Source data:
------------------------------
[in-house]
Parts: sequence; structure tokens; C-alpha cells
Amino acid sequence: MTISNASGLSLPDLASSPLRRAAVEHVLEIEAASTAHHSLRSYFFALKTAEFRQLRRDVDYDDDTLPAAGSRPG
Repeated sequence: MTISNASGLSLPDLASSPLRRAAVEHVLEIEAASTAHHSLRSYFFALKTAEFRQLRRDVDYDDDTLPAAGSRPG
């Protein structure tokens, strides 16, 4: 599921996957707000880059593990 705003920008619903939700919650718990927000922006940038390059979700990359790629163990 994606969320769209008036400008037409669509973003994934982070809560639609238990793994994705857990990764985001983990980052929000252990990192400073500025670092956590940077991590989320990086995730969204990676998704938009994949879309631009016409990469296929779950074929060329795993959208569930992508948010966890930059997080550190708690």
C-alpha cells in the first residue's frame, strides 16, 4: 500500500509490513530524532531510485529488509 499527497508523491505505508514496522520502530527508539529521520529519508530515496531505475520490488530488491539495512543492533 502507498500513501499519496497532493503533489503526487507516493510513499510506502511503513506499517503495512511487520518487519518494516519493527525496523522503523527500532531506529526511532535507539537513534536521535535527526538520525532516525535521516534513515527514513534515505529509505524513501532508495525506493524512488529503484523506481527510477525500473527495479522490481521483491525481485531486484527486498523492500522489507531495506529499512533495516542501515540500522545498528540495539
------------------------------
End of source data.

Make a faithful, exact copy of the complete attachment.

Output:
[in-house]
Parts: sequence; structure tokens; C-alpha cells
Amino acid sequence: MTISNASGLSLPDLASSPLRRAAVEHVLEIEAASTAHHSLRSYFFALKTAEFRQLRRDVDYDDDTLPAAGSRPG
Repeated sequence: MTISNASGLSLPDLASSPLRRAAVEHVLEIEAASTAHHSLRSYFFALKTAEFRQLRRDVDYDDDTLPAAGSRPG
């Protein structure tokens, strides 16, 4: 599921996957707000880059593990 705003920008619903939700919650718990927000922006940038390059979700990359790629163990 994606969320769209008036400008037409669509973003994934982070809560639609238990793994994705857990990764985001983990980052929000252990990192400073500025670092956590940077991590989320990086995730969204990676998704938009994949879309631009016409990469296929779950074929060329795993959208569930992508948010966890930059997080550190708690």
C-alpha cells in the first residue's frame, strides 16, 4: 500500500509490513530524532531510485529488509 499527497508523491505505508514496522520502530527508539529521520529519508530515496531505475520490488530488491539495512543492533 502507498500513501499519496497532493503533489503526487507516493510513499510506502511503513506499517503495512511487520518487519518494516519493527525496523522503523527500532531506529526511532535507539537513534536521535535527526538520525532516525535521516534513515527514513534515505529509505524513501532508495525506493524512488529503484523506481527510477525500473527495479522490481521483491525481485531486484527486498523492500522489507531495506529499512533495516542501515540500522545498528540495539